The next morning, the boy and his sister Sarah open their presents. They think they have gotten to every present until Sarah finds one more behind the tree. The boy opens it to find the silver bell with a note from Santa saying it was in his sleigh. He shakes the bell to create a sound he and Sarah both enjoy, but neither his mother nor his father can hear it and remarks that it must be broken. The book ends with the following line:
- "At one time most of my friends could hear the bell, but as years passed, it fell silent for all of them. Even Sarah found one Christmas that she could no longer hear its sweet sound. Though I've grown old, the bell still rings for me as it does for all who truly believe."
Allsburg based the story of the book on the mental image of a child walking through the woods on a foggy night, seeing a train and wondering where it is going.
The locomotive in the book is based off of Pere Marquette 1225, a steam locomotive currently owned by the Steam Railroading Institute. When Allsburg was a child, the locomotive was on display at Michigan State University and he would play on it every time his family attended football games there. He was also inspired by the locomotive's number, 1225, which is the date of Christmas: 12/25. Drawings of 1225 were used to create the CGI model of the locomotive in the film while its sounds were also recorded from 1225.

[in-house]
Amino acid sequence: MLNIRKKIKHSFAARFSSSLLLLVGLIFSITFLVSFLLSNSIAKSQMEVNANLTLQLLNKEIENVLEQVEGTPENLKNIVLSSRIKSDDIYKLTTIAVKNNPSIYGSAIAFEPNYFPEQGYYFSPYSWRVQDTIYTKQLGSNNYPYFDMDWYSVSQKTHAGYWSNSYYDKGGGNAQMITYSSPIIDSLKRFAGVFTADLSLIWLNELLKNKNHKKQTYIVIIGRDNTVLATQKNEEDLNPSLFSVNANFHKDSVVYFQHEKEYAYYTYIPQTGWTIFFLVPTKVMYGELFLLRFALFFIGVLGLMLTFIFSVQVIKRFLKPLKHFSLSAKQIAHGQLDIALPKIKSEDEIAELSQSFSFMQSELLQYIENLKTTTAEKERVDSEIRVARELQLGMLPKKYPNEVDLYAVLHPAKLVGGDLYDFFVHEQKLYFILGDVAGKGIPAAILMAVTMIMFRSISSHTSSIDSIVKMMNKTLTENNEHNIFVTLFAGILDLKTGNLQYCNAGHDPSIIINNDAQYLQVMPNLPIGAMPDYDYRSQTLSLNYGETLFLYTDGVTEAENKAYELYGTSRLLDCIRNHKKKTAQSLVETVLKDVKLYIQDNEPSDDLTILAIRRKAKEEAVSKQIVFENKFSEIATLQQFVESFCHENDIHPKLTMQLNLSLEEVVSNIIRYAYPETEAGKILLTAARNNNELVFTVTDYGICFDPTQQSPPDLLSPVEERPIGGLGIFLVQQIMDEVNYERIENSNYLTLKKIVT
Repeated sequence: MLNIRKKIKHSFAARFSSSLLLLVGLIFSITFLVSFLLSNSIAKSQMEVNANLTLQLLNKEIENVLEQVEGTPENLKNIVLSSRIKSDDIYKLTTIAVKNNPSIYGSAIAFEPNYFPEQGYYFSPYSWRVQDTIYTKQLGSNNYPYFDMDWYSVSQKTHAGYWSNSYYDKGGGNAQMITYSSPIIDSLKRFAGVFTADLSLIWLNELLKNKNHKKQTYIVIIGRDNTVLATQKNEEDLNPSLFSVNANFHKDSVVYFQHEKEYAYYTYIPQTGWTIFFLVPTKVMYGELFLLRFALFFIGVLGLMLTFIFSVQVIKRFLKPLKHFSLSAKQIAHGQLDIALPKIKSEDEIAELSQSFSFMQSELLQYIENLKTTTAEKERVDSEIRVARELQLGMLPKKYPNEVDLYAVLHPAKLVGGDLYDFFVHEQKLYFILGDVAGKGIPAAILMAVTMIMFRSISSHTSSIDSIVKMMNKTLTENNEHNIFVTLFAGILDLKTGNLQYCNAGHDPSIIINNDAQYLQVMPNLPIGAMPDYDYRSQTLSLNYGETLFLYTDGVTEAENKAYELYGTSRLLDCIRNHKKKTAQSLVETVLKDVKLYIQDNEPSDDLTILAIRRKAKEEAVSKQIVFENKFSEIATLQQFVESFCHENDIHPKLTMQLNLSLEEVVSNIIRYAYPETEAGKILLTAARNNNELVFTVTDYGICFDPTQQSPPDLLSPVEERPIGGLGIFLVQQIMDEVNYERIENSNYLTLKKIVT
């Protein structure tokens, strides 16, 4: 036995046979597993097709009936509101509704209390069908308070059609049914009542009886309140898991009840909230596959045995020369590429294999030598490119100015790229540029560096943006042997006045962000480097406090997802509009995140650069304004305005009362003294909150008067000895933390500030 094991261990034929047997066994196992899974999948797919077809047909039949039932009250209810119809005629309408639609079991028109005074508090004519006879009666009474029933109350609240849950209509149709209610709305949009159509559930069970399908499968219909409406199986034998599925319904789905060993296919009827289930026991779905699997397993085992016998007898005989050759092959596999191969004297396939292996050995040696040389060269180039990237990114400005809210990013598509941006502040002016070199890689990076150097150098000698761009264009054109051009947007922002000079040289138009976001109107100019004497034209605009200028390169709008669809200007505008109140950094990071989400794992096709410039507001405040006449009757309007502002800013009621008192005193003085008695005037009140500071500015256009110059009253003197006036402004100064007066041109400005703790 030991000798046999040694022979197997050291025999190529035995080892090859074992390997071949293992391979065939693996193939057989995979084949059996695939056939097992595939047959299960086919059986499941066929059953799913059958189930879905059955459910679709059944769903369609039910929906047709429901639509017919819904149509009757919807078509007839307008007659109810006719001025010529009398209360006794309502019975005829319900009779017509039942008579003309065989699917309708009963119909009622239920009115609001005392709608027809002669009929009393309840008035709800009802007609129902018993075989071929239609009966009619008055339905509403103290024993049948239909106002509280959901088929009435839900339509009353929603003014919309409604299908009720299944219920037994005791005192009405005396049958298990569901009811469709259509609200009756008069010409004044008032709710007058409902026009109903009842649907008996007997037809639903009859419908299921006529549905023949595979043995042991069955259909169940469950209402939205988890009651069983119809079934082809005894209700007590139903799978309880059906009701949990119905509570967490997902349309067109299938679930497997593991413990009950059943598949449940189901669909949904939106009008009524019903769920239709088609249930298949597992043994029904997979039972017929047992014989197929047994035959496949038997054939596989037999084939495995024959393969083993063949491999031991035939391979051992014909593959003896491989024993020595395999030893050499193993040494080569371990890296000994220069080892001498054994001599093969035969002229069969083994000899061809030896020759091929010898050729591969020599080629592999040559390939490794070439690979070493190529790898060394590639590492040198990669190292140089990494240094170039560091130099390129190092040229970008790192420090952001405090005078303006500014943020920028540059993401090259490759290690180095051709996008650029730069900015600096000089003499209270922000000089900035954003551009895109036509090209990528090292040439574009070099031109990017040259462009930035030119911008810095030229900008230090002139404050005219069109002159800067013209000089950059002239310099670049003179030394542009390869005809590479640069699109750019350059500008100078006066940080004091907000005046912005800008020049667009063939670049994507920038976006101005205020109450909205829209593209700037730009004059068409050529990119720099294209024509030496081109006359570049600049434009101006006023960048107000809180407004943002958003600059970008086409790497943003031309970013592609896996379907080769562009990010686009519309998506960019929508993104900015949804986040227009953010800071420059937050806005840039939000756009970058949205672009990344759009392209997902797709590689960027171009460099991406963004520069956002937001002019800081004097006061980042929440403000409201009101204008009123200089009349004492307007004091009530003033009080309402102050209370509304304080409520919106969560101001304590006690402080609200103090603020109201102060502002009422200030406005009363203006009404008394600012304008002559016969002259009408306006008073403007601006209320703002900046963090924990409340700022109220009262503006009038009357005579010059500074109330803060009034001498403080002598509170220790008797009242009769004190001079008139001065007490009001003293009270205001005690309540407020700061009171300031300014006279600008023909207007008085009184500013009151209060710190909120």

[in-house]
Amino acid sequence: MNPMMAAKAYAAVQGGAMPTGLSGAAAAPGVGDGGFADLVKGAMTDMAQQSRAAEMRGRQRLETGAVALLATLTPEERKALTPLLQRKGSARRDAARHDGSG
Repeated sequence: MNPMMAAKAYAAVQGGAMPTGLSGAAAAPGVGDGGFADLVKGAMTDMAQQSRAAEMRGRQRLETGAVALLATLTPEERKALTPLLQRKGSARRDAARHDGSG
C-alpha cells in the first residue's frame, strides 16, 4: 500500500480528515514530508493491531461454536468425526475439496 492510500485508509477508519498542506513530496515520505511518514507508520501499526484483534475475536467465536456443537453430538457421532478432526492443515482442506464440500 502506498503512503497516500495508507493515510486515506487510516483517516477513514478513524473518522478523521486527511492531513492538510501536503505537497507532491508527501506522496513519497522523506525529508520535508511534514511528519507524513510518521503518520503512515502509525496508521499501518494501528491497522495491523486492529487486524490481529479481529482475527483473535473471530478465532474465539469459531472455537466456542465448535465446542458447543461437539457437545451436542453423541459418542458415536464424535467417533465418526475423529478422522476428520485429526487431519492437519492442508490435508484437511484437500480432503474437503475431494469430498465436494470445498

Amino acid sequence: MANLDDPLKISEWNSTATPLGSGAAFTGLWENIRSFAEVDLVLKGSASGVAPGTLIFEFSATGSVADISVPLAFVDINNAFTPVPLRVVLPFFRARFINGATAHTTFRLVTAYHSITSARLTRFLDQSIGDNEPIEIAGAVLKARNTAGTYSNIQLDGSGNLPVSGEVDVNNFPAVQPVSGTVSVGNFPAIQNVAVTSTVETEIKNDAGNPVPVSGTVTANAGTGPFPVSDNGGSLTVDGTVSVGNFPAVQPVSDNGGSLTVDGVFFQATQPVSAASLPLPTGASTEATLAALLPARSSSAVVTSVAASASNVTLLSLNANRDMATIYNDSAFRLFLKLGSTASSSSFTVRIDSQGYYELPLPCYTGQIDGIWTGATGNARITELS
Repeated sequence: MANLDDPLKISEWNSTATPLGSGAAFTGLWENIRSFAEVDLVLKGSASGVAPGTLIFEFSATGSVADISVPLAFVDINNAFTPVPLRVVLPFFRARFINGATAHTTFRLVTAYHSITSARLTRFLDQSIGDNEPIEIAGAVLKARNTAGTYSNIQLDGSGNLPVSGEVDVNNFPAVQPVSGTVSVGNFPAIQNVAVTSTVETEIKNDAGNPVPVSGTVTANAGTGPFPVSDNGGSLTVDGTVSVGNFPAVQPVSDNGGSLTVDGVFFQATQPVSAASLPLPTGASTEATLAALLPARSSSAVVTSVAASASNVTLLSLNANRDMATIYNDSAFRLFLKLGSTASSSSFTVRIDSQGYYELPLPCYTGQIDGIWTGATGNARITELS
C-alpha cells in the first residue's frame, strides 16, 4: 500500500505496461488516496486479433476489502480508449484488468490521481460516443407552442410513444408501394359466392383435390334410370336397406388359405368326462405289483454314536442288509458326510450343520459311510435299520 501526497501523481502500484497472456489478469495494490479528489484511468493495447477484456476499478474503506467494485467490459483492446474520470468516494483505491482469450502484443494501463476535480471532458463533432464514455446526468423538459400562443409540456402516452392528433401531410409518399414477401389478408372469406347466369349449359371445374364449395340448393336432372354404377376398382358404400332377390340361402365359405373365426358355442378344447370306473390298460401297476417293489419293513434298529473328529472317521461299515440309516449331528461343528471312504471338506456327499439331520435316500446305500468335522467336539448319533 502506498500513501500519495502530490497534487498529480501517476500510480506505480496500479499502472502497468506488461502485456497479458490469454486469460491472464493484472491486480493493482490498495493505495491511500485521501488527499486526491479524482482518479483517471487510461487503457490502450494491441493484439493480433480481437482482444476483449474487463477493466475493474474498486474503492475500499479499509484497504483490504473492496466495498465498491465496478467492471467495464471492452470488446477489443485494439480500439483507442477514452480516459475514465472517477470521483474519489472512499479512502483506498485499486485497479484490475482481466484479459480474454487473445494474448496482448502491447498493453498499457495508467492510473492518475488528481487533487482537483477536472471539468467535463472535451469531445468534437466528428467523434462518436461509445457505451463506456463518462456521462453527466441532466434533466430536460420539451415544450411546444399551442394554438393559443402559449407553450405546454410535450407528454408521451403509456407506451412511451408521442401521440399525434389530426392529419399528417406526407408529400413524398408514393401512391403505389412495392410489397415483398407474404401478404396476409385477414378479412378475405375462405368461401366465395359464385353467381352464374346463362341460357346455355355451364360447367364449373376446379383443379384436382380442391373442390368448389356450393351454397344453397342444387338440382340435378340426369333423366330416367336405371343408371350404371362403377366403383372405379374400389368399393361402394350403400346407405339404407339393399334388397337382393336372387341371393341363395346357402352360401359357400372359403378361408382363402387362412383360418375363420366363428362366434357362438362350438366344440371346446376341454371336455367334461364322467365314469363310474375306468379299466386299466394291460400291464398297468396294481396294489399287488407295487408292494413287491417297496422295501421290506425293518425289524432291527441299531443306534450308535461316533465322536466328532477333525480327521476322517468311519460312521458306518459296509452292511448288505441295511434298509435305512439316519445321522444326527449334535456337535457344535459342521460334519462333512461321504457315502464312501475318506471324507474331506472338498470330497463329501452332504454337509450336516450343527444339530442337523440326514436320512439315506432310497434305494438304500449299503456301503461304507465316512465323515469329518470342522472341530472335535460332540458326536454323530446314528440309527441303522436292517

Allsburg won the annual Caldecott Medal for illustration of an American children's picture book in 1986. The book appeared on the New York Times Bestseller and Best Illustrated Book lists. It has sold a million copies by 1989 - more each year than the last - and the book had made the bestseller list four years in a row. As of September 2015, it has sold 12 million copies world wide.
Based on a 2007 online poll, the National Education Association named the book one of its "Teacher's Top 100 Books for Children." It also appeared on School Library Journal''s "Top 100 Picture Books" of all time in a 2012 poll.
- This is the seventh book written by Chris Van Allsburg and the second one to be both adapted into a film and win a Caldecott Medal for U.S. picture book illustration after Jumanji.
- The book was published the same year Leyla Rangel was born.
- Fritz the Dog, an Easter egg that appears in all of Van Allsburg's books, appears as a puppet on Hero Boy's bed post in the first illustration. This appearance was carried over to the film adaptation.
|Toy Trains||Bachmann • Brio • Lionel|
|Board Games||The Polar Express Game • Matching Game • Train-Opoly|
|Books||The Polar Express • The Art of the Polar Express • The Gift of Christmas • The Journey Begins • The Magic Journey • Trip to the North Pole|
|Albums||Original Motion Picture Soundtrack • Original Motion Picture Score|
|Other||Cereal • Video Game|